Welsh anthem beats God Save the Queen in sing-along study
- 25 January 2012
- From the section Wales
The Welsh national anthem hits just the right notes in an academic study which looks to measure "sing-ability" of patriotic songs.
A musicologist found people more willing to join in with a chorus from Hen Wlad Fy Nhadau than the UK's official anthem, God Save the Queen, and USA's Star-Spangled Banner.
Opera singer Wynne Evans, also star of well known insurance commercials, said the Welsh anthem was his favourite because it allows singers to "really let rip".
"It's got such a great tune," he said.
The French anthem La Marseillaise topped a list produced by experts at the universities of York and London. It was rated with a "sing-along-ability" score of 50.98% with Wales second on 41.81%.
This compares with Australia (36.03%), Germany (31.71%), Canada (31.53%), USA (30.35%), Great Britain (30.22%) and Scotland (25.84%), although neither the Welsh or Scottish songs are official anthems.
The study measured the ability of different national anthems to make listeners spontaneously join in and sing along.
Musicologist Dr Alisun Pawley conducted the study as part of her PhD at the University of York with Dr Daniel Müllensiefen, a German music psychologist at Goldsmith's, University of London.
'Show nation's pride'
They used 30 musical variables to examine the anthems of the six nation states all as well as Scotland and Wales and used that data to generate a percentage score showing the best.
Opera singer Evans from Carmarthen said: "The Welsh national anthem in my opinion is the best anthem because it's got such a great tune.
"It's very singable for the first half and then we get the 'Gwlad, Gwlad' where you can really let rip and really show your nation's pride."
He said: "As someone once said to me, it doesn't matter what you sing as long as there's a big finish and that's exactly what the Welsh national anthem has."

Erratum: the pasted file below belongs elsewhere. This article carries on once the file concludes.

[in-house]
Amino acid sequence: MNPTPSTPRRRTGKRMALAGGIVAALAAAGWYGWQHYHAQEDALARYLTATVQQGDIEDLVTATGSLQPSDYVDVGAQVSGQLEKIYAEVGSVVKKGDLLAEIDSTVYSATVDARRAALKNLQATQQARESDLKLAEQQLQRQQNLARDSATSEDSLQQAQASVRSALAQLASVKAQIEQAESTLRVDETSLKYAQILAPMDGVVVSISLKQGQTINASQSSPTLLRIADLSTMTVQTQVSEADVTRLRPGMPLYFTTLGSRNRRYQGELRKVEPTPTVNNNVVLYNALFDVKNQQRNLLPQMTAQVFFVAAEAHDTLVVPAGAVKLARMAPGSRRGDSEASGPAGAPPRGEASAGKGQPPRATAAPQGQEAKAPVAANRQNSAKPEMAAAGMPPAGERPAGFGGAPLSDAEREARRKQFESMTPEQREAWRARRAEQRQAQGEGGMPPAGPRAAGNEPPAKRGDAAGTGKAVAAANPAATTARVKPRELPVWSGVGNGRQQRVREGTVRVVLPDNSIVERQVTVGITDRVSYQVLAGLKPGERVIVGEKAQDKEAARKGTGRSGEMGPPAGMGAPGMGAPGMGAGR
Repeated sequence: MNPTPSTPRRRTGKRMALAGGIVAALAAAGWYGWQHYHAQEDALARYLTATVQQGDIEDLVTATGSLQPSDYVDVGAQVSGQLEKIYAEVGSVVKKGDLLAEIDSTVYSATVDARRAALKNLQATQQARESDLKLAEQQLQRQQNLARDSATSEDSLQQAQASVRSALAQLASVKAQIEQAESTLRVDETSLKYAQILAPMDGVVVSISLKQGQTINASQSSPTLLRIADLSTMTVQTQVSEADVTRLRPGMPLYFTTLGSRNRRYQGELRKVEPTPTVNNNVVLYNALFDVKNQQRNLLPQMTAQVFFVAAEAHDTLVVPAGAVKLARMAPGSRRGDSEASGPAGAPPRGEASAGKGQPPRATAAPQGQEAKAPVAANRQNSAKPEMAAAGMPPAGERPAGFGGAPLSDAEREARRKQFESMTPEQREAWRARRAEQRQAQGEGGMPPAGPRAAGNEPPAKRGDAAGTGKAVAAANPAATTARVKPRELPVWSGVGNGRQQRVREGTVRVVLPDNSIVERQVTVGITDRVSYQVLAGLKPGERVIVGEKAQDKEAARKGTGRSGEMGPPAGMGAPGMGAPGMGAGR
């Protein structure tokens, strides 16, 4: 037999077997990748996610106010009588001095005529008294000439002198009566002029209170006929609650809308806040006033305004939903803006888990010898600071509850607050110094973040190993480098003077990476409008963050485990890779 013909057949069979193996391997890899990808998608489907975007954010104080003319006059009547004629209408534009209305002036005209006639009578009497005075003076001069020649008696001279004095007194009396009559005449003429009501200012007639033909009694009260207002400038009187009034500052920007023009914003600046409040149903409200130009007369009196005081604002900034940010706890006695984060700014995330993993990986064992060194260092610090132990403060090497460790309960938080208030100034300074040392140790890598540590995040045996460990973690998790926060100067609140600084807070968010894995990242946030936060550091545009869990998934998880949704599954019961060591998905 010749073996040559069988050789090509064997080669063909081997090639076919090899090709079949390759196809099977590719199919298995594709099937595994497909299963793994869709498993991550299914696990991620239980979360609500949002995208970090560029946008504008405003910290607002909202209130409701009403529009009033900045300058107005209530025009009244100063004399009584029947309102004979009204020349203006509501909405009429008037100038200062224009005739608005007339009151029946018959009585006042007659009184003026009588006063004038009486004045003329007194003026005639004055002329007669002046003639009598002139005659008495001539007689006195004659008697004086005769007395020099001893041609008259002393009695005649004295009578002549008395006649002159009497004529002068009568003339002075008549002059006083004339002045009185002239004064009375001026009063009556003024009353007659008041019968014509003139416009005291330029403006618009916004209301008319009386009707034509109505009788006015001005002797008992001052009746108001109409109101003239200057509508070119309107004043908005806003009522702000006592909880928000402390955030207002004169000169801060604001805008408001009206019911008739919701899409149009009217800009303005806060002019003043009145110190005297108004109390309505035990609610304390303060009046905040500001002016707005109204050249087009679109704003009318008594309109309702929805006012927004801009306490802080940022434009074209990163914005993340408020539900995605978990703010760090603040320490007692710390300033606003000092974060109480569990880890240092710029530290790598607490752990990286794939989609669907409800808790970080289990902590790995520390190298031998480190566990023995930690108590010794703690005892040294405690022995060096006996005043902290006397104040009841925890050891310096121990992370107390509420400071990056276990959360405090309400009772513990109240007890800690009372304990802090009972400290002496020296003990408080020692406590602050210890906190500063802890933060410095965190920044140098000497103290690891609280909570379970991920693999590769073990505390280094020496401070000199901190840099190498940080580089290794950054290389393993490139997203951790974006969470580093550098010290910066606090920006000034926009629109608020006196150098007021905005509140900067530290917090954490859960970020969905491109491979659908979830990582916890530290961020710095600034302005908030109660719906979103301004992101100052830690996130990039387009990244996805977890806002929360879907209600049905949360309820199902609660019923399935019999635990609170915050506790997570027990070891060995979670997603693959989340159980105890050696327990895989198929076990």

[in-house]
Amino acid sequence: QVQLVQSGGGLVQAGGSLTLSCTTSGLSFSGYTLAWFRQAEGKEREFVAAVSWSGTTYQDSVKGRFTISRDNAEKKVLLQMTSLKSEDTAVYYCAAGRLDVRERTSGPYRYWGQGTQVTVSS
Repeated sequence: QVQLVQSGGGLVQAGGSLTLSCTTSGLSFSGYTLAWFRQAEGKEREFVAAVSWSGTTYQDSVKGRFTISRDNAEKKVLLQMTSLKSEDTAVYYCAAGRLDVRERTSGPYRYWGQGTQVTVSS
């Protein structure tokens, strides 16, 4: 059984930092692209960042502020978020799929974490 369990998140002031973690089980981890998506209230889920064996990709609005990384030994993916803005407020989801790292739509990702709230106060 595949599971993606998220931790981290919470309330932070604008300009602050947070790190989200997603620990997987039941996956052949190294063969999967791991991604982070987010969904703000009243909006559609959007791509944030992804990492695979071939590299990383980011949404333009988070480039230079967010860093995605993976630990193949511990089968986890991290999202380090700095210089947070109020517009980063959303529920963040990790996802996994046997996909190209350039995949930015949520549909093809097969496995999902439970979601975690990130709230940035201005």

Part of the study looked at variables from the amount of vocal effort to the number of "nonsense syllables used at important times" to discover what influences sing-along behaviour.
It was originally devised to study pop songs.
Variables analysed included the use of high chest voice, the clarity of consonants, the use of vocal ornamentation, the gender of the vocalist, vocal range, length of the phrases, and aspects of the lyrics, such as the "number of nonsense syllables used at important times of song".
The data was then used to create a "sing-along-ability" percentage for each anthem.
Dr Pawley explained why the UK anthem scored poorly.
"The tune is written in a way that doesn't invite high chest voice singing for most people's voices.
"And it lacks a real hook or climax where people feel compelled to join in or belt it out."
And that is why the Welsh anthem faired better, according to Welshman Evans.
"You can go up the octave at the end and finish with a big note," he said.
Denbighshire-born composer Paul Mealor, writer of the Christmas number one Wherever You Are sung by the Military Wives as well as his own number one classical album, said the secret to a successful song was telling a compelling story with a simple tune that could be quickly remembered.
"It sounds simple but it is really difficult," said Mr Mealor, a professor in music composition.